London, Dec. 13 (Reuters): Just the mention of the word raises eyebrows or prompts crude jokes for, despite the sexual revolution and Viagra, impotence is still a taboo subject.
It affects about one in 10 men and the numbers increase with age. But because of the sensitivity and embarrassment surrounding it, nearly 50 per cent of men do not seek advice about the problem and some suffer silently for decades.
Yet 95 per cent of cases can be successfully treated. “It has a huge effect on their feelings. It makes them feel worried or anxious and lack confidence,” Ann Tailor, the director of the Impotence Association in Britain, said. “Some men describe it as losing their identity or not feeling like a real man.”
Impotence, or erectile dysfunction, affects more than just the men’s sex lives. It influences relationships, jobs and family life. In her seven years as head of the charity, Tailor said she has spoken to thousands of men suffering from impotence, some of whom have contemplated suicide.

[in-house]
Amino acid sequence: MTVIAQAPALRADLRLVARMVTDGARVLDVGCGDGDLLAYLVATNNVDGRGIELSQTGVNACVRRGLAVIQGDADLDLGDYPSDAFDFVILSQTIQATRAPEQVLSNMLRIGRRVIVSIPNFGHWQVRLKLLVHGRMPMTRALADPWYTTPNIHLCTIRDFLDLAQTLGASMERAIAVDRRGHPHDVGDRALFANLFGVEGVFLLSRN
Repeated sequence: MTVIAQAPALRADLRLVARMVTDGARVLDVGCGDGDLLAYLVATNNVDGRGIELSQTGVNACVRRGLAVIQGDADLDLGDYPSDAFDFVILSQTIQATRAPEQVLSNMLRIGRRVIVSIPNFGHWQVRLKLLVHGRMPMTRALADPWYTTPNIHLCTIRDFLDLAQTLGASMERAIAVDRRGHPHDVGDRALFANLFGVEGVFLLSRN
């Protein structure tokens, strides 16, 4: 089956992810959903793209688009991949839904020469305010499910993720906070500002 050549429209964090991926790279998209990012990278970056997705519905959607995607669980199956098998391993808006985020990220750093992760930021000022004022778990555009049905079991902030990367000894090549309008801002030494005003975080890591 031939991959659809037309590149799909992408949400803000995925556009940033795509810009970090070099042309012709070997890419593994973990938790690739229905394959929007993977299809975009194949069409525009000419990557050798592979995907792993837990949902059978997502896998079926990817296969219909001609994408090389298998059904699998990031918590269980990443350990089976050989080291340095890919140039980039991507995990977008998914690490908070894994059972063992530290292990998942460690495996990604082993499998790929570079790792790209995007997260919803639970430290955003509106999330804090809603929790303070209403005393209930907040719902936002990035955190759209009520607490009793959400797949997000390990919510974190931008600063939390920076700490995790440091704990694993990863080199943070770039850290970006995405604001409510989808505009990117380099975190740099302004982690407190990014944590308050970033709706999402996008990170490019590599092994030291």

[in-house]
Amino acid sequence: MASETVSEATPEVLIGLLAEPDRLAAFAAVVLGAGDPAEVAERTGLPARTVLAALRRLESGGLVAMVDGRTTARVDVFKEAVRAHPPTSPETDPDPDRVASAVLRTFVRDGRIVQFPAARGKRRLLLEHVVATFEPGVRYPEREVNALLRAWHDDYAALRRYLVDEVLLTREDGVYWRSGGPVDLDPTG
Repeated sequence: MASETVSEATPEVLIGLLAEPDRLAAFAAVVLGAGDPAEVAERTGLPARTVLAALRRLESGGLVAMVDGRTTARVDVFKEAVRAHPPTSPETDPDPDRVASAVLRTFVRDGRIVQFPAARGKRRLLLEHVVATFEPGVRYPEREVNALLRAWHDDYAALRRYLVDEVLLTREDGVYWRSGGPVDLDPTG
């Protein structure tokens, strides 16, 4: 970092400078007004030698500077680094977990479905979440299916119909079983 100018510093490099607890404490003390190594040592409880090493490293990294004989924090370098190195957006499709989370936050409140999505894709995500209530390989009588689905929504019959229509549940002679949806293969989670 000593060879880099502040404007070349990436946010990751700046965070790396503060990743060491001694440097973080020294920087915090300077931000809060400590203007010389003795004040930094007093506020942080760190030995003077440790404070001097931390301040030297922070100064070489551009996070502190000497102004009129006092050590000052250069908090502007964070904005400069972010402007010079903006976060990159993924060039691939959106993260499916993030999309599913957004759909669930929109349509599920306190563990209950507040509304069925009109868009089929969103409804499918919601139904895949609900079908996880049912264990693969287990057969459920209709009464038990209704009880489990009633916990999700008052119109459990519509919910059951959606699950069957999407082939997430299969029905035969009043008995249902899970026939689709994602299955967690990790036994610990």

Interim results of an association survey of more than 3,000 impotent men showed that most suffer for two to three years before seeking help. Nearly 70 per cent of the men said they were worried or anxious about their impotence, 66 per cent were depressed and 8 per cent said it affected their jobs.